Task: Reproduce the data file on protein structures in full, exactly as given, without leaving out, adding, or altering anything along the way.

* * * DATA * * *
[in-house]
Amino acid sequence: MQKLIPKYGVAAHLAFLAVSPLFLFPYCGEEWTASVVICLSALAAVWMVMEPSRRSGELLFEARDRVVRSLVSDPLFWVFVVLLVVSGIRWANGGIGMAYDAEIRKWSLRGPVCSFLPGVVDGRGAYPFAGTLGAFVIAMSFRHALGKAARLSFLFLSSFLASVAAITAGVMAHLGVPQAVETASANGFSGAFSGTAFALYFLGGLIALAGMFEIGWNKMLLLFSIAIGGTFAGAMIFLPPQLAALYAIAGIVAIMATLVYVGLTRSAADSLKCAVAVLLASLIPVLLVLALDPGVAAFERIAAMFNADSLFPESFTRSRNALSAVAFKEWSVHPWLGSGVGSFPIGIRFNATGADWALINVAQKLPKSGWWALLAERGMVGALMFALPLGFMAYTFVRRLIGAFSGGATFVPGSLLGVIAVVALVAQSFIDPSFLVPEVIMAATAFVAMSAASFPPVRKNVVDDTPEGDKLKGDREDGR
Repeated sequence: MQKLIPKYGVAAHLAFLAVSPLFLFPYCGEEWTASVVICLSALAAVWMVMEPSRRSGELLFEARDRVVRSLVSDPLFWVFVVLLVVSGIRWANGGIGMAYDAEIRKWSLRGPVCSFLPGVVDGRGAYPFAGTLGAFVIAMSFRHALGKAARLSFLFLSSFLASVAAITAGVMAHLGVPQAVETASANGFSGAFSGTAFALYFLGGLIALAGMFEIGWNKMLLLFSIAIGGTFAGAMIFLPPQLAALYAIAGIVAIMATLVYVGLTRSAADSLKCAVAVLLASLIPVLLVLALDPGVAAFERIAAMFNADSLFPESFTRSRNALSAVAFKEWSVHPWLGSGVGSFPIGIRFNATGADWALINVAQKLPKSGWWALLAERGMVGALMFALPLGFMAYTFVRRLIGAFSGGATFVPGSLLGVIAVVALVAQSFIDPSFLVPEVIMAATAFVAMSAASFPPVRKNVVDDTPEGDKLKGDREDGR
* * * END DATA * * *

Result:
[in-house]
Amino acid sequence: MQKLIPKYGVAAHLAFLAVSPLFLFPYCGEEWTASVVICLSALAAVWMVMEPSRRSGELLFEARDRVVRSLVSDPLFWVFVVLLVVSGIRWANGGIGMAYDAEIRKWSLRGPVCSFLPGVVDGRGAYPFAGTLGAFVIAMSFRHALGKAARLSFLFLSSFLASVAAITAGVMAHLGVPQAVETASANGFSGAFSGTAFALYFLGGLIALAGMFEIGWNKMLLLFSIAIGGTFAGAMIFLPPQLAALYAIAGIVAIMATLVYVGLTRSAADSLKCAVAVLLASLIPVLLVLALDPGVAAFERIAAMFNADSLFPESFTRSRNALSAVAFKEWSVHPWLGSGVGSFPIGIRFNATGADWALINVAQKLPKSGWWALLAERGMVGALMFALPLGFMAYTFVRRLIGAFSGGATFVPGSLLGVIAVVALVAQSFIDPSFLVPEVIMAATAFVAMSAASFPPVRKNVVDDTPEGDKLKGDREDGR
Repeated sequence: MQKLIPKYGVAAHLAFLAVSPLFLFPYCGEEWTASVVICLSALAAVWMVMEPSRRSGELLFEARDRVVRSLVSDPLFWVFVVLLVVSGIRWANGGIGMAYDAEIRKWSLRGPVCSFLPGVVDGRGAYPFAGTLGAFVIAMSFRHALGKAARLSFLFLSSFLASVAAITAGVMAHLGVPQAVETASANGFSGAFSGTAFALYFLGGLIALAGMFEIGWNKMLLLFSIAIGGTFAGAMIFLPPQLAALYAIAGIVAIMATLVYVGLTRSAADSLKCAVAVLLASLIPVLLVLALDPGVAAFERIAAMFNADSLFPESFTRSRNALSAVAFKEWSVHPWLGSGVGSFPIGIRFNATGADWALINVAQKLPKSGWWALLAERGMVGALMFALPLGFMAYTFVRRLIGAFSGGATFVPGSLLGVIAVVALVAQSFIDPSFLVPEVIMAATAFVAMSAASFPPVRKNVVDDTPEGDKLKGDREDGR